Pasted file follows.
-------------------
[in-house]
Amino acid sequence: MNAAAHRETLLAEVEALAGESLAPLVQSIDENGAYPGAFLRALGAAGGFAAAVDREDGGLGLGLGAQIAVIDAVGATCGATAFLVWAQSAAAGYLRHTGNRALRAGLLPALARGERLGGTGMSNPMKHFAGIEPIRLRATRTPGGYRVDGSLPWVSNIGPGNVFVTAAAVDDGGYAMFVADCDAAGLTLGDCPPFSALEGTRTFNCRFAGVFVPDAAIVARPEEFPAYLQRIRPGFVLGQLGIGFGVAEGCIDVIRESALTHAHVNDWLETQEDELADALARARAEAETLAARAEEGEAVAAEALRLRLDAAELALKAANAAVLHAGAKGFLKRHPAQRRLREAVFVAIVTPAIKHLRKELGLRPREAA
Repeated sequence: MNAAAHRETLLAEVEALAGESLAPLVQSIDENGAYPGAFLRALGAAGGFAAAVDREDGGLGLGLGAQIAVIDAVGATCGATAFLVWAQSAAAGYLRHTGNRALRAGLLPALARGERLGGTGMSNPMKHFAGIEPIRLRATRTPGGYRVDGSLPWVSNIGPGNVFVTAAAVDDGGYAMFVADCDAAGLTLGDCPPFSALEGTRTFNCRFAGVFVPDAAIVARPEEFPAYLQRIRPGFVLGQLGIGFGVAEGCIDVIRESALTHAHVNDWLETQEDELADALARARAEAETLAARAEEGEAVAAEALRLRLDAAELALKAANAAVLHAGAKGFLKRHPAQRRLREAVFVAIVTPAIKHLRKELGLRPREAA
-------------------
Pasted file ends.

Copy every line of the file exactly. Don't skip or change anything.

[in-house]
Amino acid sequence: MNAAAHRETLLAEVEALAGESLAPLVQSIDENGAYPGAFLRALGAAGGFAAAVDREDGGLGLGLGAQIAVIDAVGATCGATAFLVWAQSAAAGYLRHTGNRALRAGLLPALARGERLGGTGMSNPMKHFAGIEPIRLRATRTPGGYRVDGSLPWVSNIGPGNVFVTAAAVDDGGYAMFVADCDAAGLTLGDCPPFSALEGTRTFNCRFAGVFVPDAAIVARPEEFPAYLQRIRPGFVLGQLGIGFGVAEGCIDVIRESALTHAHVNDWLETQEDELADALARARAEAETLAARAEEGEAVAAEALRLRLDAAELALKAANAAVLHAGAKGFLKRHPAQRRLREAVFVAIVTPAIKHLRKELGLRPREAA
Repeated sequence: MNAAAHRETLLAEVEALAGESLAPLVQSIDENGAYPGAFLRALGAAGGFAAAVDREDGGLGLGLGAQIAVIDAVGATCGATAFLVWAQSAAAGYLRHTGNRALRAGLLPALARGERLGGTGMSNPMKHFAGIEPIRLRATRTPGGYRVDGSLPWVSNIGPGNVFVTAAAVDDGGYAMFVADCDAAGLTLGDCPPFSALEGTRTFNCRFAGVFVPDAAIVARPEEFPAYLQRIRPGFVLGQLGIGFGVAEGCIDVIRESALTHAHVNDWLETQEDELADALARARAEAETLAARAEEGEAVAAEALRLRLDAAELALKAANAAVLHAGAKGFLKRHPAQRRLREAVFVAIVTPAIKHLRKELGLRPREAA